Battery management unit (bmu) and battery protection
Cell material developments are ongoing to increase thermal runaway temperature. On the other hand, although the battery must pass stringent UL safety tests such as UL1642, it is always going to be a responsibility of the system designer to provide correct charging conditions and be well-prepared for possibility of multiple failures of electronic components. The system should not cause battery catastrophic failures due to over-voltage, over-current, short circuit, over-temperature conditions and external discrete component failures. This means redundant protection should be implemented — having at least two independent protection circuits or mechanisms in the same battery pack. It is also desirable to have the electronics circuit to detect battery internal micro-short to prevent battery failures.
Figure 1 shows the battery management unit block diagram in the battery pack, which consists of gas gauge integrated circuit (IC), analog front end (AFE) circuit, and independent second level safety protection circuit.
Figure 1. Battery Management Unit
The gas gauge circuit is designed to accurately report available capacity of Li-Ion batteries. Its unique algorithm allows for real-time tracking of battery capacity change, battery impedance, voltage, current, temperature, and other critical information of the battery pack. The gas gauge automatically accounts for charge and discharge rate, self-discharge, and cell aging, resulting in excellent gas-gauging accuracy even when the battery ages. For example, a family of patented Impedance Track gas gauges such as bq20z70, bq20z80, and bq20z90 can provide up to one percent gauging accuracy over battery lifetime. A thermistor is used to monitor the Li-Ion cell temperature for cell over temperature protection, and for charge and discharge qualification. For example, the battery is usually not allowed to charge when the cell temperature is below 0°C or above 45°C, and is not allowed to discharge when the cell temperature is above 65°C. When over voltage, over current, or over temperature conditions are detected, the Gas Gauge IC will command the AFE to turn off the charge and discharge MOSFETs Q1 and Q2. When cell under-voltage is detected, it will command the AFE to turn off the discharge MOSFET Q2 while keeping the charge MOSFET on so that battery charging is allowed.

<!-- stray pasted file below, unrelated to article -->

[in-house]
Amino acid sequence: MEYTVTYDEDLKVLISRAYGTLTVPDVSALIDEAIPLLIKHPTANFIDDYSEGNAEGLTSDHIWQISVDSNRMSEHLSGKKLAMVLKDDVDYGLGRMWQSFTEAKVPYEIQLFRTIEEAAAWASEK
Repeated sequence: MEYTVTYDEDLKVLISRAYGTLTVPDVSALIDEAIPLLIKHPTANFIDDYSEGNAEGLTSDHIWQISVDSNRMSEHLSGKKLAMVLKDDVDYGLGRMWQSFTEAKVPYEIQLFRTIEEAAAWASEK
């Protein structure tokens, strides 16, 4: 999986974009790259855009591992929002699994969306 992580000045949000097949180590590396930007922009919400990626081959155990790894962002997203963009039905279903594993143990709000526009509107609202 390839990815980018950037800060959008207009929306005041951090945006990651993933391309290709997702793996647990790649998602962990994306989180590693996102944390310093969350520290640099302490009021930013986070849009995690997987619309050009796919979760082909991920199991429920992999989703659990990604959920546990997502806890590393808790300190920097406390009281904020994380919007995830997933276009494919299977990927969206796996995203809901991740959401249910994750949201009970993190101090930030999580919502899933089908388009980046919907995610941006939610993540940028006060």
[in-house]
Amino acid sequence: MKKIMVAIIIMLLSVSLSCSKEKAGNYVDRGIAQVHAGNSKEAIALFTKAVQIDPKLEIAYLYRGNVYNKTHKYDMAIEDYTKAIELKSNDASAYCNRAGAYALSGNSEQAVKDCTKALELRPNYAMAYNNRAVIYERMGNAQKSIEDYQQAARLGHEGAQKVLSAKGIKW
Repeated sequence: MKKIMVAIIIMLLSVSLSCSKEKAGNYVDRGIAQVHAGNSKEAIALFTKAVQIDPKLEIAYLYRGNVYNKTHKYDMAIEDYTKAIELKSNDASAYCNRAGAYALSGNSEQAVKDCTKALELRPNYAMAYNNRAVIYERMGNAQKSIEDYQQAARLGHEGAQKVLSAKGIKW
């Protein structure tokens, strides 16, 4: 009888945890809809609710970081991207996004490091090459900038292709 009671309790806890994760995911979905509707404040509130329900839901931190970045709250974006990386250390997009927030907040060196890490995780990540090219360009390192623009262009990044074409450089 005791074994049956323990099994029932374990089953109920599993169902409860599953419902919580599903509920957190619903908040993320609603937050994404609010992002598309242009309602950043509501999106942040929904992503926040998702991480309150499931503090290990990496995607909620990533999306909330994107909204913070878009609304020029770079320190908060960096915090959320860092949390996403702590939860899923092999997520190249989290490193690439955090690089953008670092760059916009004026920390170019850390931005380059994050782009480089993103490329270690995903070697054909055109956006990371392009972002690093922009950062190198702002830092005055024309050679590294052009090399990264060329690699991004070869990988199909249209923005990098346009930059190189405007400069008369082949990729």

The main task of the AFE is overload, short circuit detection and protection of the charge and discharge MOSFETs, cells, and any other inline components from excessive current conditions. The overload detection is used to detect excessive over currents (OC) in the battery discharge direction, while the short-circuit (SC) detection is used to detect excessive current in either the charge or discharge direction. The AFE threshold and delay time of overload and short-circuit can be programmed through the gas gauge data flash settings. When an overload or short-circuit is detected and a programmed delay time has expired, both charge and discharge MOSFETs Q1 and Q2 are turned off and the details of the condition are reported in the status register of AFE so that the gas gauge can read and investigate causes of the failure.